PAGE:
Recently, I have been updating some of my HTML generation tools to output valid HTML5, rather than the XHTML 1.0 standard I have been using for the last few years. The main advantage from my perspective is the ability to use the more semantic block elements, such as the nav, section and article elements.
In general this is a fairly straightforward task, as I am generating clean XHTML using XSLT and my template library works pretty well, but I ran into some problems whilst validating the output using the W3C Validator.
The first issue is to sort the DOCTYPE out. The XHTML doctype looks like this:
<!DOCTYPE html PUBLIC "-//W3C//DTD XHTML 1.0 Strict//EN" "http://www.w3.org/TR/xhtml1/DTD/xhtml1-strict.dtd">
This is easy to generate in XSLT using the following output element.
<xsl:output encoding="UTF-8" indent="yes" method="xml" omit-xml-declaration="yes" doctype-public="-//W3C//DTD XHTML 1.0 Strict//EN" doctype-system="http://www.w3.org/TR/xhtml1/DTD/xhtml1-strict.dtd" />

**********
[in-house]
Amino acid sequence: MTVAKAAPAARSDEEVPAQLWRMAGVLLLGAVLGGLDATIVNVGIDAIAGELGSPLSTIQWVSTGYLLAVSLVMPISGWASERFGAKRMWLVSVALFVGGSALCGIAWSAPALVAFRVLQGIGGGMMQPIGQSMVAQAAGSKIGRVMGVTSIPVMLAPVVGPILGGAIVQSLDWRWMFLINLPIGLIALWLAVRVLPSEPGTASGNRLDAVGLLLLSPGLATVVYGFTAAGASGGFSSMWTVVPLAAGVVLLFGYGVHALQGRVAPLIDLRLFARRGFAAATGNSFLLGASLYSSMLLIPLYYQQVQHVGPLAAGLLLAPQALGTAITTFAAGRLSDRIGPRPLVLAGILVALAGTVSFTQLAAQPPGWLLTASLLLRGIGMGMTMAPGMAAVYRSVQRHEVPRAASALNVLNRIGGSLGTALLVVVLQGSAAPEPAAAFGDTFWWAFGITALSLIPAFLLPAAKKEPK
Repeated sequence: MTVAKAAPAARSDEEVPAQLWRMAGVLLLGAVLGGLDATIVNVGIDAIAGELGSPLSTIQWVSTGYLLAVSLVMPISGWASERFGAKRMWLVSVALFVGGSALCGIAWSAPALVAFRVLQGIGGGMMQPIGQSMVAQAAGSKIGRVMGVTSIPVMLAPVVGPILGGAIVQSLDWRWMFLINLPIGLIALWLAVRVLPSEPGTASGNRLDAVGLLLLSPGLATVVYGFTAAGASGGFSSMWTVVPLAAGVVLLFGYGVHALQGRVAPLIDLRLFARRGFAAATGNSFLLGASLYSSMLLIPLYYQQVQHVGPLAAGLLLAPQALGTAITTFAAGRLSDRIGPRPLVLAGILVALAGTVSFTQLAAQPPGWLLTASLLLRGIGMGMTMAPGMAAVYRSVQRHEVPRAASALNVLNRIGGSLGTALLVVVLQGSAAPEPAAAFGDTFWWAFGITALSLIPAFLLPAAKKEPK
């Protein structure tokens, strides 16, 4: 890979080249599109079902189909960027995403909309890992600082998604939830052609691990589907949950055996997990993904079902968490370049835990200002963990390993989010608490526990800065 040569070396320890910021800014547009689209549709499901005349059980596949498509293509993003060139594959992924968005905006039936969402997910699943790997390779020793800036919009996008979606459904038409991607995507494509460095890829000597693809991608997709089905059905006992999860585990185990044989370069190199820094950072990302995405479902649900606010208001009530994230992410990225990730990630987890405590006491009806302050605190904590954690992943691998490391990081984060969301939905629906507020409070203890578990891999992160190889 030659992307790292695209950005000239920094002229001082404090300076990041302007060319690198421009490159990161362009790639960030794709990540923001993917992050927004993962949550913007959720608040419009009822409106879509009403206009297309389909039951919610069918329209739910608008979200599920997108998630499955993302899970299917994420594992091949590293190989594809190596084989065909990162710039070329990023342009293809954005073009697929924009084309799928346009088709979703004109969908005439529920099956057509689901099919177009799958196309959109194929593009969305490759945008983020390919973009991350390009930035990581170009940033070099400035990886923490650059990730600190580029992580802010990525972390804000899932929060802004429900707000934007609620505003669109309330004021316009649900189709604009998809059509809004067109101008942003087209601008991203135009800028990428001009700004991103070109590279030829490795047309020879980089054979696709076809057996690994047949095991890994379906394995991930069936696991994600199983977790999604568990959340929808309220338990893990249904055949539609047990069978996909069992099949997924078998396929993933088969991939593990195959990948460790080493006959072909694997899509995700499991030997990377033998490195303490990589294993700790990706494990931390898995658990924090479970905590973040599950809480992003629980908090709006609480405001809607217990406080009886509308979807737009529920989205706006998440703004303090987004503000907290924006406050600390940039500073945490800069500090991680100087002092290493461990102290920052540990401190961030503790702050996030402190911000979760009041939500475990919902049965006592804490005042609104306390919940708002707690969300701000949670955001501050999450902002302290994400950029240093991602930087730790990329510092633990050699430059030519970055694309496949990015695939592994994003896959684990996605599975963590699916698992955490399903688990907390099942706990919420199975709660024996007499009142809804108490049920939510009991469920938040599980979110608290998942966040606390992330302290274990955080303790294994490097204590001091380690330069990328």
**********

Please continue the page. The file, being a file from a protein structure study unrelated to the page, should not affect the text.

This unfortunately forces the document to validate against the XHTML 1.0 specification which does not include all the lovely new semantic elements – which means that my new documents are suddenly invalid!
We need to generate:
which is really hard to do using XSLT. I have read a number of articles that suggest you output the element as text, however this is extremely ugly and as it turns out, incorrect.
The correct XSLT incantation is:
<xsl:output method="xml" doctype-system="about:legacy-compat" encoding="UTF-8" indent="yes" />
This forces use of a dummy DTD (about:legacy-compat), which is the W3C recommended way of not using a standard DTD URI.
Now the W3C validator will happily validate against the HTML5 specification rather than the XHTML 1.0 specification.